An inclusive and gender-responsive approach to migration

On 5 March 2020, the EU adopted its long-awaited gender equality strategy 2020-2025. Less than one week later, the World Health Organisation declared COVID-19 a global pandemic.

The pandemic has revealed in stark terms the gender-related dimensions of inequality. It has exposed and worsened systemic inequalities linked to: under-regulated and under-protected forms of work in our economy, where women are often overrepresented; porous social safety nets that fail to protect all those in need; and structural racism that is driving disparate health outcomes for people of colour. It has underscored the need for an inclusive and intersectional approach to gender equality that reaches across policy domains to ensure and protect women’s safety, social and economic rights, while engaging with them as critical agents of change.

In the case of migrant women, the pandemic has exposed the profound undervaluing of their work in areas like health care, education, cleaning, food services, farm work, child and elder care. Confinement and physical distancing measures have cut off their access to vital sources of support and exposed some to a greater risk of violence in their homes or workplaces.

Underpinning this reality are migration systems that entrench structural asymmetries of power and opportunity. Access to decent work permits in Europe is largely restricted to highly qualified people who can secure high incomes, excluding people of all genders with lower socio-economic status. Racism – on personal, institutional and structural levels – is also a major barrier to access high-income employment. Women, transgender and gender non-binary also face gender-based discrimination throughout the migration process. This results in numerous barriers to getting the jobs that would grant them decent and stable work permits and the incomes needed to bring their families with them. They are at particular risk of high levels of sexual and other violence when they travel in an irregular manner. Women are also more likely to be on spouse-dependent visas than men. If the relationship on which their status depends breaks down – for instance, because of domestic violence – they risk becoming undocumented.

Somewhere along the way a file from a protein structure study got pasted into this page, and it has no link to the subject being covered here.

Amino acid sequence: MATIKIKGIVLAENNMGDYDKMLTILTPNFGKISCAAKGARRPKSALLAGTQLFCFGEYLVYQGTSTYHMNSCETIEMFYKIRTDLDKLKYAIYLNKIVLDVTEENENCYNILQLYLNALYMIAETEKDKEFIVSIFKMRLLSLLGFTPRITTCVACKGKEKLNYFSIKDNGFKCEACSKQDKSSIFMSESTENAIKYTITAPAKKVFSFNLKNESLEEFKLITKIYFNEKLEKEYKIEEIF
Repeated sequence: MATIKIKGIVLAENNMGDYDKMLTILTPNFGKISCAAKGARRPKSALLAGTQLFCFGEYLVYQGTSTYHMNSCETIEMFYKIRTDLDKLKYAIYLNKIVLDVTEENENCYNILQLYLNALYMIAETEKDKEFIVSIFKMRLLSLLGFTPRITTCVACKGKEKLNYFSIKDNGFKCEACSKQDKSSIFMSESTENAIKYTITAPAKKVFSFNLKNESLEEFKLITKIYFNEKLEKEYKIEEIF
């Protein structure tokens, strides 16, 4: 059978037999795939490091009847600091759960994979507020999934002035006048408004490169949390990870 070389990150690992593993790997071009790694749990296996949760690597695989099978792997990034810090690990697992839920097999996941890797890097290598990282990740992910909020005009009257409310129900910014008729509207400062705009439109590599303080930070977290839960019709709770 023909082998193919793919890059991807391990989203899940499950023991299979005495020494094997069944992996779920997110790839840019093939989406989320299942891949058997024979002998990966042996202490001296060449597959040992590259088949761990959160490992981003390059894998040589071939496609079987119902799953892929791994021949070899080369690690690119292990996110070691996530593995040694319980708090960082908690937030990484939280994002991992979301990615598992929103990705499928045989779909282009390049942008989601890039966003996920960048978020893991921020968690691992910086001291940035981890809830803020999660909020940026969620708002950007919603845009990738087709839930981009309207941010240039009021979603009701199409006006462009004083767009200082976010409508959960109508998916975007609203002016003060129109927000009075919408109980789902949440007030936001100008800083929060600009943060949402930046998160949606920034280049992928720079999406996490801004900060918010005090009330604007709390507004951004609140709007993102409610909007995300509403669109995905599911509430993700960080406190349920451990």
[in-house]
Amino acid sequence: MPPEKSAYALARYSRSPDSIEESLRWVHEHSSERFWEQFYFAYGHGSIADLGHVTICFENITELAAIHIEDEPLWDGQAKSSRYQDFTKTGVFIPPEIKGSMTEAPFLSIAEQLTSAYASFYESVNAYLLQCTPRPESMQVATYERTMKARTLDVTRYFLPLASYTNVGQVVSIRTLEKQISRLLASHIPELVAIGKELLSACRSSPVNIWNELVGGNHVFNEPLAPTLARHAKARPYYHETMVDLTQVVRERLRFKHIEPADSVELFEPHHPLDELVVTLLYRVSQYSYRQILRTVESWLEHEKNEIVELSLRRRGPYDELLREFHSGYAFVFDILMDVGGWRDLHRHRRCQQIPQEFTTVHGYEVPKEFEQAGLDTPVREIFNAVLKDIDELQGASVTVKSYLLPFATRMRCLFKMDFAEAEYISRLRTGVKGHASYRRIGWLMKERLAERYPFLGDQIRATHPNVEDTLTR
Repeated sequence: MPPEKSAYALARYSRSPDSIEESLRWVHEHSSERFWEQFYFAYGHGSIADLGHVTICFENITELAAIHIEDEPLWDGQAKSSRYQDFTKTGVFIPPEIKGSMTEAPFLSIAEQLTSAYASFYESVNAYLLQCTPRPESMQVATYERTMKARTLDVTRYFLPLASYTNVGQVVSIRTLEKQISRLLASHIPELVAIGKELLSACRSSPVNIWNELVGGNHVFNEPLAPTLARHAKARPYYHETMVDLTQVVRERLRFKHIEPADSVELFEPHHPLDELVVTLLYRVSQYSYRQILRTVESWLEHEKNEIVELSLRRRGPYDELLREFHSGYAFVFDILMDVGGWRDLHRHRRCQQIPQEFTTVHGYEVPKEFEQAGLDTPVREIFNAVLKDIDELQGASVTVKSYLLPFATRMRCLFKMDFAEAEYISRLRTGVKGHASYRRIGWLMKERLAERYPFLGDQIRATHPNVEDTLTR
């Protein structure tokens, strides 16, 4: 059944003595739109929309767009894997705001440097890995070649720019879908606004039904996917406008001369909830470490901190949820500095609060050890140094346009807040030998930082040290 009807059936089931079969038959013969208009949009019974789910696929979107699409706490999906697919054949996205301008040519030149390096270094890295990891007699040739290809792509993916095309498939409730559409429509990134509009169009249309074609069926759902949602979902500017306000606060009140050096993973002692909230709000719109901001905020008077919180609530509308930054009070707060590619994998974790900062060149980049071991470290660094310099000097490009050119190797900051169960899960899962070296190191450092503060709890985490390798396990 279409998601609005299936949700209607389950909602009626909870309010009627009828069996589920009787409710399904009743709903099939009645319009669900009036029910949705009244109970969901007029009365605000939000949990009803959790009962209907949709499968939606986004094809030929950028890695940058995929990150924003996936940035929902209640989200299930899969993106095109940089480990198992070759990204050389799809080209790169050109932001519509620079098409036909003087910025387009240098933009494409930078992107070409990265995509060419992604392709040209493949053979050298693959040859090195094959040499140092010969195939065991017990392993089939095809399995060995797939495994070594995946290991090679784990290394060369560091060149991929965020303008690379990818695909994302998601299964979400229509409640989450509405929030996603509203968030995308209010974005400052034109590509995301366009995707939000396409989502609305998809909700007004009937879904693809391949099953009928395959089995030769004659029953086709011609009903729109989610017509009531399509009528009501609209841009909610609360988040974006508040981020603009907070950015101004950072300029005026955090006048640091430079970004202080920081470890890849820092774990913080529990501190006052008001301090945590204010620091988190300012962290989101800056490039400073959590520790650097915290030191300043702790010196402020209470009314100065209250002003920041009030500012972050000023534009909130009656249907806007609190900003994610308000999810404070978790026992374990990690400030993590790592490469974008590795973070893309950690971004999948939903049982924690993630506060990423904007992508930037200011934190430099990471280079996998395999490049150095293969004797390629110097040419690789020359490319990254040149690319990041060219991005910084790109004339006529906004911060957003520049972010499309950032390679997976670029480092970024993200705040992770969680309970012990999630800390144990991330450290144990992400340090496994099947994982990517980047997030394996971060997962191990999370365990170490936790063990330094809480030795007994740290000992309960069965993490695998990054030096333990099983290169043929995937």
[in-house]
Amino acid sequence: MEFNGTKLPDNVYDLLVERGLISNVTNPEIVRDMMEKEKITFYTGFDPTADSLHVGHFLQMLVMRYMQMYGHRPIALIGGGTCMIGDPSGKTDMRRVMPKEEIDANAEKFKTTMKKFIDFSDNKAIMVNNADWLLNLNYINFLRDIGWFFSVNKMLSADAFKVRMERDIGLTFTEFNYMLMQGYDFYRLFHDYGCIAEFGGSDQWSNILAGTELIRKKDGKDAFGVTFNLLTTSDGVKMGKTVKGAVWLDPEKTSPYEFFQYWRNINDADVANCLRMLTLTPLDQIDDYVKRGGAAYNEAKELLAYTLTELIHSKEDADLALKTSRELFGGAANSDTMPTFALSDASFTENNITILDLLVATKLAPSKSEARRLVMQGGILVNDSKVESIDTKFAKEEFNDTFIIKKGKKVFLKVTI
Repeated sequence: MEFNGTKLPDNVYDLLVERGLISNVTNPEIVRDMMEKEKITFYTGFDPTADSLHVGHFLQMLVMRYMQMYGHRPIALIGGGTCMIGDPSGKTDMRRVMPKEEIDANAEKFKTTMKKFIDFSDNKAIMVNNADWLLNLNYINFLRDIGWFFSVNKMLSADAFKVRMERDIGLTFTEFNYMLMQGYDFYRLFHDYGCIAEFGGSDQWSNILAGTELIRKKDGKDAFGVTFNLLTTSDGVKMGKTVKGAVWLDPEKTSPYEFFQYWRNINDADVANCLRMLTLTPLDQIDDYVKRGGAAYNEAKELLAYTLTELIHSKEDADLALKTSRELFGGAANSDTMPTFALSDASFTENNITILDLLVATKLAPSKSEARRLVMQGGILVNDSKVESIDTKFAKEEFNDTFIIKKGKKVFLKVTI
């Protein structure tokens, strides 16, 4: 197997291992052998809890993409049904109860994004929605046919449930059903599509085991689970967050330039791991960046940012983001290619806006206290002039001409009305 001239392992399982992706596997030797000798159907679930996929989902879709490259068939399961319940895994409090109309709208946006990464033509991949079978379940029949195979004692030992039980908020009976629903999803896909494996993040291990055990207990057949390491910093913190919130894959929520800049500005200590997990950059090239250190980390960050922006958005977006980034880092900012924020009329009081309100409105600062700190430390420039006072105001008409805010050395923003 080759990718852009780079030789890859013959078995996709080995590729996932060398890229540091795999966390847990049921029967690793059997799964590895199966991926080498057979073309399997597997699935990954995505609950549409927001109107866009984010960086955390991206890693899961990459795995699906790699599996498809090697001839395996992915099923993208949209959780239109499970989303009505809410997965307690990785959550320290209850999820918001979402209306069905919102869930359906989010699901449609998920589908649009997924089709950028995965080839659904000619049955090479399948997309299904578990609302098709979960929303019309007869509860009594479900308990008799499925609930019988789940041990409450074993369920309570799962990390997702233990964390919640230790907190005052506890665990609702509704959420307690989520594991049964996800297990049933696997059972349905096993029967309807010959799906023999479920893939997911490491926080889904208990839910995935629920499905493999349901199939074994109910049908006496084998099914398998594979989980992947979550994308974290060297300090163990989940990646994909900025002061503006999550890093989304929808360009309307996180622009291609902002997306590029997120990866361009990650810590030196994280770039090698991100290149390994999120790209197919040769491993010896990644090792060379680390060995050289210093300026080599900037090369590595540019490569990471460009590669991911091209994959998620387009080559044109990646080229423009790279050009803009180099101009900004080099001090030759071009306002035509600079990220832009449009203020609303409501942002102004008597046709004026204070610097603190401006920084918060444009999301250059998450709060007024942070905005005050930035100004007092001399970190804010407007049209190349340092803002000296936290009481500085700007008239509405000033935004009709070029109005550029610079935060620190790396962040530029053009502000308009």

Once undocumented, measures aiming to reduce irregular migration through border, control, criminalisation, detention and deportation, have specific and discriminatory effects on safety, security and rights. Women, transgender and gender non-binary people face restrictions on services and justice when they are undocumented, which can have gender-specific impacts, and heighten their risk of living in situations of economic and social precarity. As they are often women of colour with a low income, undocumented women experience specific, intersecting forms of discrimination.

PICUM welcomes the EU’s commitment to developing and implementing a gender strategy and urges the implementation of a forward-thinking and inclusive program of work that strives to achieve real change in the lives of all women, without discrimination.

Part of this must include specific and concrete efforts to develop a gender-responsive approach to EU migration and asylum, so that policies integrate and address the rights and interests of women and girls, particularly in areas of regular migration, international protection, detention and return. EU migration and asylum policies should be re-oriented towards sustainable, humane, non-criminalising approaches to both regular and irregular migration.Cover: jhudel baguio on Unsplash